Pablo Picasso's North Korea

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In the United States of America, everyone has freedom of speech. In other countries, the people aren 't allow to speak about their beliefs. They may face punishments or death. Artist and writers are finding new ways to speak out against totalitarianism and dictatorial governments. They 're challenging the government using art. People have different perspectives on art. Some artists see their work all about social change. For others art is just a way to express themselves and doesn 't need a social or political drive. Should foundations fund artists to create the art they want to make because artists are valuable to society or should they fund only work that promotes social change? Protest art on the streets may be as powerful as Pablo…show more content…
North Korea is famously known as a communist country.Propaganda is everywhere. Murals romanticizing the Korean leaders can be found literally everywhere. Propaganda vans drive around the towns and loudspeakers blare from 5am to 11pm. Sun Mu trained as an artist in North Korea. His job was to paint propaganda posters that glorified the country 's ruling dynasty. He then had a change of heart and became a North Korean defector artist, turning on the same people who taught him how to create propaganda. Since then he 's used the same artistic style he learned in his homeland to criticize those same leaders. He fled in 1998 to South Korea leaving some family behind. He left to escape food shortage. Since he left family behind in South Korea he does not show his face. Sun Mu is his alias. One of Sun Mu most controversial piece is on the floor of a art gallery. There spread is a paper painted with the names Kim Il Sung and Kim Jong Il over the concrete floor of the art gallery. The sheets are at the gallery 's entrance so that in order to view his work visitors must step on the names of North Korea 's late leaders. Stepping on the names of the leaders he spent much of his life looking up to. In I Am Sun Mu, a documentary about him, Sun Mu says he isn 't scared. But he says he still has mixed feelings about degrading the leaders, he was raised to look up to. "Every time I step on those names, I feel like I shouldn 't. I was taught not to disrespect them, and that 's still…show more content…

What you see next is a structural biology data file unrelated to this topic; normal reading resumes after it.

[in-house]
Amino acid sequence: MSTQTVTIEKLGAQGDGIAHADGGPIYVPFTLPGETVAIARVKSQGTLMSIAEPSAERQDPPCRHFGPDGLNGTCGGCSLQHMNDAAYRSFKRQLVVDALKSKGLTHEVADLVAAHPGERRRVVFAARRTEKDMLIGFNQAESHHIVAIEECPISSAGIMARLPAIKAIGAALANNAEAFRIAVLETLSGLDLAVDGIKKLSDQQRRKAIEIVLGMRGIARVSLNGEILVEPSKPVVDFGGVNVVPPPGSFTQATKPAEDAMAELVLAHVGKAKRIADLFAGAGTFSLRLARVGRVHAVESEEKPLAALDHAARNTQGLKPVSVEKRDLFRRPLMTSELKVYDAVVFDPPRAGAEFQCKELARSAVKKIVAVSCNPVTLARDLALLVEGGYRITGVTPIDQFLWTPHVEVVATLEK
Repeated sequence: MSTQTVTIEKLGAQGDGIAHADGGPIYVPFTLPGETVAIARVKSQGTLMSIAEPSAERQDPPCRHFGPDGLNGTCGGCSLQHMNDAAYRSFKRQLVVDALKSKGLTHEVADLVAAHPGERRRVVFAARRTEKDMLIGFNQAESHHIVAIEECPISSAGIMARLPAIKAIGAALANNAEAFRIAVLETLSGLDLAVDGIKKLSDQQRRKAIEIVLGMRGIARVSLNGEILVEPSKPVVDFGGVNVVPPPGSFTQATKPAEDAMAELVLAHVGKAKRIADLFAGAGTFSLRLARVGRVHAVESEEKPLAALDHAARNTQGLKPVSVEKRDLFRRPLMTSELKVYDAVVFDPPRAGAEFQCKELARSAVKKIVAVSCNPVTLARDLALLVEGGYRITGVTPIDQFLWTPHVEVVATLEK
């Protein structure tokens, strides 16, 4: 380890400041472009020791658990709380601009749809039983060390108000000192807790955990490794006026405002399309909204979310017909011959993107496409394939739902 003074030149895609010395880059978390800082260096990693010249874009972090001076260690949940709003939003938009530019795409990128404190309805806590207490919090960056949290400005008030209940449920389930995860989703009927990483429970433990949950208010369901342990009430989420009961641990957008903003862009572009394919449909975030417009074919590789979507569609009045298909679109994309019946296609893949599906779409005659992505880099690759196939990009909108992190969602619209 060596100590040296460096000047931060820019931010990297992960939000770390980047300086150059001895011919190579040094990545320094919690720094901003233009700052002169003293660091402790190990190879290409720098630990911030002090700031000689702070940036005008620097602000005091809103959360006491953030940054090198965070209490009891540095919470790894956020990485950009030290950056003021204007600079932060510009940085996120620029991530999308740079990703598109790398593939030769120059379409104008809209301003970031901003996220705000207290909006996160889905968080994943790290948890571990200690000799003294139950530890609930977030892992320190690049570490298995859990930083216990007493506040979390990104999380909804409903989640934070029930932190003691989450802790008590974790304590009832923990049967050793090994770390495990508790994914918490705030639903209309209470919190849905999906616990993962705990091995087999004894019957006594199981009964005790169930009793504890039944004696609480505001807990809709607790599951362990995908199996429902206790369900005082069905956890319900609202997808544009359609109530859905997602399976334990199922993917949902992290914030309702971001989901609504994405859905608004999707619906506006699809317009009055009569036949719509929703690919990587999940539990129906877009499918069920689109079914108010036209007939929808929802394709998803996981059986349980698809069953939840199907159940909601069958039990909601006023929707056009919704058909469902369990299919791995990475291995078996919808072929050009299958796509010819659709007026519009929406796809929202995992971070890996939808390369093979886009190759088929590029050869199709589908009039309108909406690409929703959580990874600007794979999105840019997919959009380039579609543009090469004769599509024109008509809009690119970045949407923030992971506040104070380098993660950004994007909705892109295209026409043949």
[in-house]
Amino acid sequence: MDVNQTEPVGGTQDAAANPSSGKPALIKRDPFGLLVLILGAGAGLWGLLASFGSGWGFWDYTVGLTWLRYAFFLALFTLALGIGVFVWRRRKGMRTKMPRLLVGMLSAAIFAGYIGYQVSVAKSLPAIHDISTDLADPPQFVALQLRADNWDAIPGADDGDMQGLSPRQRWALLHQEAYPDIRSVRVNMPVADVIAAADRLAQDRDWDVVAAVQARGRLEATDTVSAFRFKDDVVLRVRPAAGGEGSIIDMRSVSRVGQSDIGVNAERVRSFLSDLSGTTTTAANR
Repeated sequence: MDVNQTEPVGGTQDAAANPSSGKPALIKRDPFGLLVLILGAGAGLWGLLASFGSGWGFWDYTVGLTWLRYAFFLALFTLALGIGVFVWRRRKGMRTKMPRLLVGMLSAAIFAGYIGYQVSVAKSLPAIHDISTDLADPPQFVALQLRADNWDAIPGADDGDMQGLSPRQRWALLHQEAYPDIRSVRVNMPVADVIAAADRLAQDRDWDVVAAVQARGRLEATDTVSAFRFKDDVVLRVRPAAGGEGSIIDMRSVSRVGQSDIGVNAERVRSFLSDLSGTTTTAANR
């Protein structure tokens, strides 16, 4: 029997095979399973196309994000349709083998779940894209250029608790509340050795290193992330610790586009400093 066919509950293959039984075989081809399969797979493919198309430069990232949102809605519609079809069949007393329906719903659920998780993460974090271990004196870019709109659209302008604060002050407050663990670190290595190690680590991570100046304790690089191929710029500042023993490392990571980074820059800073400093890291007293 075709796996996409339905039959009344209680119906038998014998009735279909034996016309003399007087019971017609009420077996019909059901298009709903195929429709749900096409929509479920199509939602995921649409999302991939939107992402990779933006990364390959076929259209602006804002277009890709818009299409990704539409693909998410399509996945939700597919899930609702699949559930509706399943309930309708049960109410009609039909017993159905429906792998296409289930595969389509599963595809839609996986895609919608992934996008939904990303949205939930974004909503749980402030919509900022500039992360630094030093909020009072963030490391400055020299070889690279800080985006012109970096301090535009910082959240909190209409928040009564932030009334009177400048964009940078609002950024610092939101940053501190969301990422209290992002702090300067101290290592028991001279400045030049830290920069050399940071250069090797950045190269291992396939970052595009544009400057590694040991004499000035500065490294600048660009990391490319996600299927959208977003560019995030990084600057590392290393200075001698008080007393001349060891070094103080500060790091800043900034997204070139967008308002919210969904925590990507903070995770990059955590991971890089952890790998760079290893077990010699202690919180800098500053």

In China, young people who are unhappy with Hong Kong’s government are protesting using their art. Hong Kong’s street artists have expressed their political views with posters, stickers and stencil graffiti. The art is meant to attack some of the city’s most important politicians and business leaders. Henry Tang Ying-yen, Hong Kong’s government chief secretary can be seen on Barack Obama’s “Hope” campaign poster. It shows the government’s chief secretary laughing, with horns on his head and the Chinese characters for “kill” printed on his forehead. “Devil” is written at the bottom, in English. Alongside is the chinese short phrase “Political reform killer”. The art was influenced by the chief secretary’s mockery when asked about China’s wealth gap. “We want to have more of a message, to say something about society and the Hong Kong people, I think it’s good that nowadays young people are quite concerned about their city, and they’re trying to protest in a more creative way, with posters and art, not just marching in the street. Street art is a way to get the message out” said Vi, one of the artist responsible for the the poster. Vi is part of the local street art crew Start from Zero. They’re were mostly known for black-and-white stencil art
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